"As the minutes ticked away on the giant clock above the proscenium, the audience
sat in anxious silence.

"Muti returned to explain that Domingo, even before the performance, was not
feeling well, but had not wanted to make an announcement beforehand to ask the
audience's indulgence – a common practice from singers who feel they may not
deliver their best on a particular night. Domingo had chosen to go ahead with the
performance, but when his voice began to fail, he had to leave the stage. Now,
having rested briefly, he would now attempt to finish the opera.

"With his return, Domingo endeared himself to the La Scala audience, which greeted
him with sustained applause and foot-stomping. Clearly moved – and with tears in
his eyes - Domingo raised his hands to his heart and lips, gesturing his appreciation
for the audience's understanding.

"By the final 'bacio' in the death scene, Domingo could have run for mayor of Milan
and won in a landslide."

The above report was adapted and condensed from a review written by Wilborn
Hampton, then a journalist with United Press International

The final scene, with the Desdemona of Barbara Frittoli, showed Domingo costumed in African gear – an interpretation favored by Domingo - showing that Otello, still deeply rooted in his African origins (an explication influenced by Sir Lawrence Olivier’s 1965 film of Othello), carries within him all the beliefs inherent in his religion, and that his killing of Desdemona is to be a ritualistic manifestation of these core beliefs.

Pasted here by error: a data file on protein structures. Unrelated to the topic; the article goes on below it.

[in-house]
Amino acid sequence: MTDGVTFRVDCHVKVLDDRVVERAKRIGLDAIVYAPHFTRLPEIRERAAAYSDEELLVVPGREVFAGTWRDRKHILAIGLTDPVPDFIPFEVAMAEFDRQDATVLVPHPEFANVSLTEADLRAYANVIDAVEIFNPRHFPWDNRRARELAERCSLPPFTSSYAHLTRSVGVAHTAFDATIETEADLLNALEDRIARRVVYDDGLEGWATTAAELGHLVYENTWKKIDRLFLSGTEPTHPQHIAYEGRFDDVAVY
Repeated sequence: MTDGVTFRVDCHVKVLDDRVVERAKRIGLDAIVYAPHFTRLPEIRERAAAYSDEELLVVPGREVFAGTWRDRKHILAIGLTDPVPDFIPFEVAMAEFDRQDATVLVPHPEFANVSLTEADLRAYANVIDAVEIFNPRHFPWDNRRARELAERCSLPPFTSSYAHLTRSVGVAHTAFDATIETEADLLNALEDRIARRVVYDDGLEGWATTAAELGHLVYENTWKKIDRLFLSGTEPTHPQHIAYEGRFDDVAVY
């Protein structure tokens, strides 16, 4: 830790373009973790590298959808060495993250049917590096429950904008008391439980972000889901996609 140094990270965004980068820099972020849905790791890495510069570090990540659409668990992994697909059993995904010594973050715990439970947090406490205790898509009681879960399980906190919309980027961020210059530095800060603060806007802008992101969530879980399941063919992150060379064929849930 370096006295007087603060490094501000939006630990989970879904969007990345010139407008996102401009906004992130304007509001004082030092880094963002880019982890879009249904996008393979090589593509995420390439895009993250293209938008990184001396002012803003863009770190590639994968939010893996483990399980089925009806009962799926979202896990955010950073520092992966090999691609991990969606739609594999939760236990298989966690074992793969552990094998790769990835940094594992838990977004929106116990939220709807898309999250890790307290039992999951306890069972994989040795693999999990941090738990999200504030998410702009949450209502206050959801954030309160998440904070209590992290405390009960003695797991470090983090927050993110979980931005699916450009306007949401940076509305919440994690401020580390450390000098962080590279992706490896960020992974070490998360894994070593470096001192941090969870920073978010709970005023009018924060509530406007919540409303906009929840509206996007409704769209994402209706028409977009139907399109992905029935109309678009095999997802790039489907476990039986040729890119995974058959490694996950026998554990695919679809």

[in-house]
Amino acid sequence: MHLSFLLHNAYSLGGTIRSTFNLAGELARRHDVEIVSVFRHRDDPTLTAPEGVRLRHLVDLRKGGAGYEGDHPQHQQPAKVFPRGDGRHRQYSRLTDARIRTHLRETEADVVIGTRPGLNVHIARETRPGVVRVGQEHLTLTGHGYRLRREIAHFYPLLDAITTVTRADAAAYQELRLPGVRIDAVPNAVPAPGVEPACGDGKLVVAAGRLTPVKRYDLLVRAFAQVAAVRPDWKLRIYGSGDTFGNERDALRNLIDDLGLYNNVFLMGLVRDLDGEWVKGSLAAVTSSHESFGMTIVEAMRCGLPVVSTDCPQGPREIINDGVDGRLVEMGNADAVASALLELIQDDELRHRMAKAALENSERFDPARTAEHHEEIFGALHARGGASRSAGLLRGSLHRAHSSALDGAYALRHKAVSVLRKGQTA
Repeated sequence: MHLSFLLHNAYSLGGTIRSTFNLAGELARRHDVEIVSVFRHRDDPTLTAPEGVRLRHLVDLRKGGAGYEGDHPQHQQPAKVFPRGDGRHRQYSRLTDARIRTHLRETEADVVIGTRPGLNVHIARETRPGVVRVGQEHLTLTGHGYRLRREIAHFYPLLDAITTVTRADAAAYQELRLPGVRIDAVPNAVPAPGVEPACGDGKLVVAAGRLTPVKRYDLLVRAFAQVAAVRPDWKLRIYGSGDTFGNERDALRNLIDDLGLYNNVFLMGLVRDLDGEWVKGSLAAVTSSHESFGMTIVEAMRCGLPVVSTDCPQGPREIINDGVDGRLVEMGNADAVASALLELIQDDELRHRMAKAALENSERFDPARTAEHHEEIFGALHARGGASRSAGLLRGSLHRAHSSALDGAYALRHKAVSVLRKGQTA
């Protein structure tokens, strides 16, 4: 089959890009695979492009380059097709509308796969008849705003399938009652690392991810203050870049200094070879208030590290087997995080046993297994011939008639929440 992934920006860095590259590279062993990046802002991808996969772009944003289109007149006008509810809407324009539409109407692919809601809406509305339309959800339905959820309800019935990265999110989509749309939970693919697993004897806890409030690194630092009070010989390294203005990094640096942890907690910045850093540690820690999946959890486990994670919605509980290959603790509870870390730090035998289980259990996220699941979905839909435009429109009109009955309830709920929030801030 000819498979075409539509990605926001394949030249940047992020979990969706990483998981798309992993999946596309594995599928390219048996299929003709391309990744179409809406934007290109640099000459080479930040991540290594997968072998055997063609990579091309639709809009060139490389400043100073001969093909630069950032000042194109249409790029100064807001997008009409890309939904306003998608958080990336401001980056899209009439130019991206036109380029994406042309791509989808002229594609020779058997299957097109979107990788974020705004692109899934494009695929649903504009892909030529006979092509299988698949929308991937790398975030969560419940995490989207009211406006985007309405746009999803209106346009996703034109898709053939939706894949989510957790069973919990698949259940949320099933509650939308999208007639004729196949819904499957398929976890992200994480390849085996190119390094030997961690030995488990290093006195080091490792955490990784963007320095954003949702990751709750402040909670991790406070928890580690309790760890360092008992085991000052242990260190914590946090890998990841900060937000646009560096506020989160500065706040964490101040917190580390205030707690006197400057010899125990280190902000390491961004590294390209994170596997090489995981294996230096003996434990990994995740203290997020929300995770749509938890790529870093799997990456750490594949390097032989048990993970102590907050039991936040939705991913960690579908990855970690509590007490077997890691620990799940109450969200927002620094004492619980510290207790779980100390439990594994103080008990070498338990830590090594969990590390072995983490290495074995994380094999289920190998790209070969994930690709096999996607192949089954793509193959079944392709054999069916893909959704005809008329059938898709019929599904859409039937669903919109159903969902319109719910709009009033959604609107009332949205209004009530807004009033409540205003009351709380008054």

La Scala, 2001

Otello’s dying words while reaching for Desdemona’s hand: “un bacio ancora” left him - much as Domingo’s relinquishing this role left opera-lovers … wishing for more.

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Acknowledgements: 1. Material drawn from (a) Plácido Domingo: My First Forty Years; Alfred A. Knoft, 1981 and (b) Plácido Domingo: My Operatic Roles by Helena Matheopoulos; Little, Brown & Co., 2000 2. Opera League members: Jay Galbraith provided ongoing technical assistance with respect to photo image processing and also provided the late Dale Ross’s memory from LA Opera’s dress rehearsal of its first Otello. 3. Photo images excerpted from (a) The telecast of Otello from Covent Garden in 1992 and (b) YouTube recording from La Scala in 2001.
Author: Thomas Lady